How culturally tone-deaf does BP remain? Well, company CEO Robert Dudley finally apologized for the largest man-made environmental disaster in U.S. history – but not to the victims.
Instead, he “…issued an industry-wide apology for the worst offshore spill in U.S. history at a high-profile energy conference [in Houston] on Tuesday,” Reuters reports. The article quotes Mr. Dudley, an American, as explaining that “…this is the first chance I have had to address such a large gathering of industry colleagues and the first thing I want to say is that I am sorry for what happened last year.”
Granted, it’s not up there with the “I want my life back” attitude of former BP CEO Tony Hayward, but it does illustrate that the oil giant’s attention remains hyperfocused on the industry and mammoth profits, not on who its top board member once dismissively called the “little people” of the Gulf or on how to “Make it Right.” And if you listen carefully, BP is also offering both hints and assertions about its future legal battles with U.S. authorities.
For example, Mr. Dudley chose to say in his prepared speech – no doubt, carefully vetted – that BP is not signing contracts with drillers whose rigs don’t meet BP standards. Reading between the lines that translates to: The spill was the rig company’s fault. That, of course, would be Transocean. That part of Dudley’s speech brought back memories of the congressional hearing where executives from the Big Three responsible companies (BP, Halliburton and Transocean) sat there and pointed fingers of blame at each other.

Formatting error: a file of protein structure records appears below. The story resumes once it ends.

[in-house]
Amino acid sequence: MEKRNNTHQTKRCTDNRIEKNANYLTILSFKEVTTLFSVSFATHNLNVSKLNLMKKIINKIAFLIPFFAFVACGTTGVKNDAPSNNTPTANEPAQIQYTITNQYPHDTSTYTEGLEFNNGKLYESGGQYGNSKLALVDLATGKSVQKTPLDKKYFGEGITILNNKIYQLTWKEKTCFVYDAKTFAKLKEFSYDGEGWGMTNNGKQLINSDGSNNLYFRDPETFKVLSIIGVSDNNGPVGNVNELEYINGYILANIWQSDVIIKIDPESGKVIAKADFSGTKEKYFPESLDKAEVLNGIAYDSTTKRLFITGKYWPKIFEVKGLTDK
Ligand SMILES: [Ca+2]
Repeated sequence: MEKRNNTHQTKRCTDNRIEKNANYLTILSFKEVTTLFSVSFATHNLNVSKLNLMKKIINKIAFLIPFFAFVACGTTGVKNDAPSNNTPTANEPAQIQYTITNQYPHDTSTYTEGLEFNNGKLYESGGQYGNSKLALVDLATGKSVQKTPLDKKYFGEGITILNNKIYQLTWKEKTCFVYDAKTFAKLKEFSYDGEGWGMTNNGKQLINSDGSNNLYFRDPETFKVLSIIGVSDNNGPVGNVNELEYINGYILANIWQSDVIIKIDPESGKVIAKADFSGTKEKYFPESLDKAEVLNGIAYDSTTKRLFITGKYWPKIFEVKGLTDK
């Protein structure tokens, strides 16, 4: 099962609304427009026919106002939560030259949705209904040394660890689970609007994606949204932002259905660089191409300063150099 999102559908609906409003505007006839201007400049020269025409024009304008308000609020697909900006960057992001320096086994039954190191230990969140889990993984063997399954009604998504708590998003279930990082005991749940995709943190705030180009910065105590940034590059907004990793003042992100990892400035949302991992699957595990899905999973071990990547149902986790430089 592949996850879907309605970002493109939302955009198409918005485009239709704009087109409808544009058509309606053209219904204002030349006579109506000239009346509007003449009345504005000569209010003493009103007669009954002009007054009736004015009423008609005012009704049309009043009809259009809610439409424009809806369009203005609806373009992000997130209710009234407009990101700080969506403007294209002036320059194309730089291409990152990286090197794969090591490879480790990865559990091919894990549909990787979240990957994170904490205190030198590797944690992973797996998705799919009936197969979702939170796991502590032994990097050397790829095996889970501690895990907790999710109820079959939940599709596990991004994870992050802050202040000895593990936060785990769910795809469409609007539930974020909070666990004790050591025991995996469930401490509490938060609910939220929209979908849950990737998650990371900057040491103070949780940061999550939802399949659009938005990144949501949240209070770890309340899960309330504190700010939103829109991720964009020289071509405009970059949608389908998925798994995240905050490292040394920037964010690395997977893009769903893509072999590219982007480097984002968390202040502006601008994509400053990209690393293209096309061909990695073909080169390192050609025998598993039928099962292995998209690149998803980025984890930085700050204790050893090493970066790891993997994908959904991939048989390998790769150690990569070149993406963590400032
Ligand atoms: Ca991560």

Dudley also worked into his address the first flat-out denial of gross negligence, which would double many fines the company faces. Reuters says Mr. Dudley “…told reporters afterward that BP was not in discussions with the U.S. Justice Department on whether BP was grossly negligent with Macondo, which could mean a fine of $4,300 per barrel of oil spilled…. ‘We do not believe BP is grossly negligent,’ Dudley said.”
With all due respect, Mr. Dudley, there are a few “little people” down here on the Gulf Coast who would disagree with your assessment.
Here’s the Reuters report: http://www.reuters.com/article/2011/03/08/ceraweek-bp-idUSN0819661620110308
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I have just returned from Houma. I met people who are running out of what they call “pre-BP” shrimp. Freezers were filled in the spring of 2010. Everyone in the bayou’s is afraid for their future, a community filled with anxiety and grief over what they fear is a tainted fish industry. It made us all think twice when ordering from any restaurant in New Orleans during Mardi Gras. When we first arrived we gouged on seafood until we starting talking to locals. Suddenly there was an oily taste in everything. People are suspicious of FDA and USFW. Is American policy turning its back on Louisiana fisher people? Is it, as your President said, “Business as usual? Or worse yet, is America in denial?